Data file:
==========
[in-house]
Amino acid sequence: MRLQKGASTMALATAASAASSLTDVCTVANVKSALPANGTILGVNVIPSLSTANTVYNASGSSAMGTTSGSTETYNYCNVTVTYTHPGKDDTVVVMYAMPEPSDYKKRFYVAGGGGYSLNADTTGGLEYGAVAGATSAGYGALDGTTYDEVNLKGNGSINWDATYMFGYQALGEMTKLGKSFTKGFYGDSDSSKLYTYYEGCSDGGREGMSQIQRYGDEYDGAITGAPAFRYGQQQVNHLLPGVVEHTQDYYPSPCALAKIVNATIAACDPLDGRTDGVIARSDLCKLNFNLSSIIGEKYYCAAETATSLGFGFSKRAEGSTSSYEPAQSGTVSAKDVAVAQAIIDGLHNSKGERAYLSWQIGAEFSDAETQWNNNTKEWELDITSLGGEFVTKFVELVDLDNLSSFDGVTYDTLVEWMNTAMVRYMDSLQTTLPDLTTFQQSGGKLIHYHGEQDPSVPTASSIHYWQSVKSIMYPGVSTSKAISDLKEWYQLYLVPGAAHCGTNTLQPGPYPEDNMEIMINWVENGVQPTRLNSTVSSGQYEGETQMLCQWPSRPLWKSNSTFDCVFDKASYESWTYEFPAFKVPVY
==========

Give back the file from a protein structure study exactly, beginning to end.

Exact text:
[in-house]
Amino acid sequence: MRLQKGASTMALATAASAASSLTDVCTVANVKSALPANGTILGVNVIPSLSTANTVYNASGSSAMGTTSGSTETYNYCNVTVTYTHPGKDDTVVVMYAMPEPSDYKKRFYVAGGGGYSLNADTTGGLEYGAVAGATSAGYGALDGTTYDEVNLKGNGSINWDATYMFGYQALGEMTKLGKSFTKGFYGDSDSSKLYTYYEGCSDGGREGMSQIQRYGDEYDGAITGAPAFRYGQQQVNHLLPGVVEHTQDYYPSPCALAKIVNATIAACDPLDGRTDGVIARSDLCKLNFNLSSIIGEKYYCAAETATSLGFGFSKRAEGSTSSYEPAQSGTVSAKDVAVAQAIIDGLHNSKGERAYLSWQIGAEFSDAETQWNNNTKEWELDITSLGGEFVTKFVELVDLDNLSSFDGVTYDTLVEWMNTAMVRYMDSLQTTLPDLTTFQQSGGKLIHYHGEQDPSVPTASSIHYWQSVKSIMYPGVSTSKAISDLKEWYQLYLVPGAAHCGTNTLQPGPYPEDNMEIMINWVENGVQPTRLNSTVSSGQYEGETQMLCQWPSRPLWKSNSTFDCVFDKASYESWTYEFPAFKVPVY